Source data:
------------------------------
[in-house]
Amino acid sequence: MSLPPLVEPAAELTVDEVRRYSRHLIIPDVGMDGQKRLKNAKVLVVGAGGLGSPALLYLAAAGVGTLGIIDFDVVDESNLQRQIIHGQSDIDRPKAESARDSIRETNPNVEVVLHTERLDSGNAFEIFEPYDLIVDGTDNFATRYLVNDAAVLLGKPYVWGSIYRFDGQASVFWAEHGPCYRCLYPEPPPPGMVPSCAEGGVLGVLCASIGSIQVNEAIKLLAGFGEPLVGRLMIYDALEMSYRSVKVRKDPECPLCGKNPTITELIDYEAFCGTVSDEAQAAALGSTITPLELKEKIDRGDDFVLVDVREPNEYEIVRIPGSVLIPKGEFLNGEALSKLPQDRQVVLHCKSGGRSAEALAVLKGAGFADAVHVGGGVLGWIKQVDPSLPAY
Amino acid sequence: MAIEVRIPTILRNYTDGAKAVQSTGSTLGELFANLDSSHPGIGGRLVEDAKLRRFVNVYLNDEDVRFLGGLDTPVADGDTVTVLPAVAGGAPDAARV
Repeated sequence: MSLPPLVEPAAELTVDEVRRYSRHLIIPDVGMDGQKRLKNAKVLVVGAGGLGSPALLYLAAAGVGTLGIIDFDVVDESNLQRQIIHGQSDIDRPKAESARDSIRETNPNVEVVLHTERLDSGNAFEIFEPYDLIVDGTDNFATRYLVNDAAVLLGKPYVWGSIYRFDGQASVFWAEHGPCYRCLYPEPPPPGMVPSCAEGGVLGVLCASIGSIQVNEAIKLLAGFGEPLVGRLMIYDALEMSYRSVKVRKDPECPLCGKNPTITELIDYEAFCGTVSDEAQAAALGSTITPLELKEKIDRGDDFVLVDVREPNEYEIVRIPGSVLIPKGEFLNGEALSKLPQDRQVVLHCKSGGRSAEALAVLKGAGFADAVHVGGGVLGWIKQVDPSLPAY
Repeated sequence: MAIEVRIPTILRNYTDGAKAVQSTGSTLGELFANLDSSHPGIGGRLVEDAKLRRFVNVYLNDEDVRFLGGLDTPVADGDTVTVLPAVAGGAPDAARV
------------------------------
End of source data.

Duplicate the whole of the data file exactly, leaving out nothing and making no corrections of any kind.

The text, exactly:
[in-house]
Amino acid sequence: MSLPPLVEPAAELTVDEVRRYSRHLIIPDVGMDGQKRLKNAKVLVVGAGGLGSPALLYLAAAGVGTLGIIDFDVVDESNLQRQIIHGQSDIDRPKAESARDSIRETNPNVEVVLHTERLDSGNAFEIFEPYDLIVDGTDNFATRYLVNDAAVLLGKPYVWGSIYRFDGQASVFWAEHGPCYRCLYPEPPPPGMVPSCAEGGVLGVLCASIGSIQVNEAIKLLAGFGEPLVGRLMIYDALEMSYRSVKVRKDPECPLCGKNPTITELIDYEAFCGTVSDEAQAAALGSTITPLELKEKIDRGDDFVLVDVREPNEYEIVRIPGSVLIPKGEFLNGEALSKLPQDRQVVLHCKSGGRSAEALAVLKGAGFADAVHVGGGVLGWIKQVDPSLPAY
Amino acid sequence: MAIEVRIPTILRNYTDGAKAVQSTGSTLGELFANLDSSHPGIGGRLVEDAKLRRFVNVYLNDEDVRFLGGLDTPVADGDTVTVLPAVAGGAPDAARV
Repeated sequence: MSLPPLVEPAAELTVDEVRRYSRHLIIPDVGMDGQKRLKNAKVLVVGAGGLGSPALLYLAAAGVGTLGIIDFDVVDESNLQRQIIHGQSDIDRPKAESARDSIRETNPNVEVVLHTERLDSGNAFEIFEPYDLIVDGTDNFATRYLVNDAAVLLGKPYVWGSIYRFDGQASVFWAEHGPCYRCLYPEPPPPGMVPSCAEGGVLGVLCASIGSIQVNEAIKLLAGFGEPLVGRLMIYDALEMSYRSVKVRKDPECPLCGKNPTITELIDYEAFCGTVSDEAQAAALGSTITPLELKEKIDRGDDFVLVDVREPNEYEIVRIPGSVLIPKGEFLNGEALSKLPQDRQVVLHCKSGGRSAEALAVLKGAGFADAVHVGGGVLGWIKQVDPSLPAY
Repeated sequence: MAIEVRIPTILRNYTDGAKAVQSTGSTLGELFANLDSSHPGIGGRLVEDAKLRRFVNVYLNDEDVRFLGGLDTPVADGDTVTVLPAVAGGAPDAARV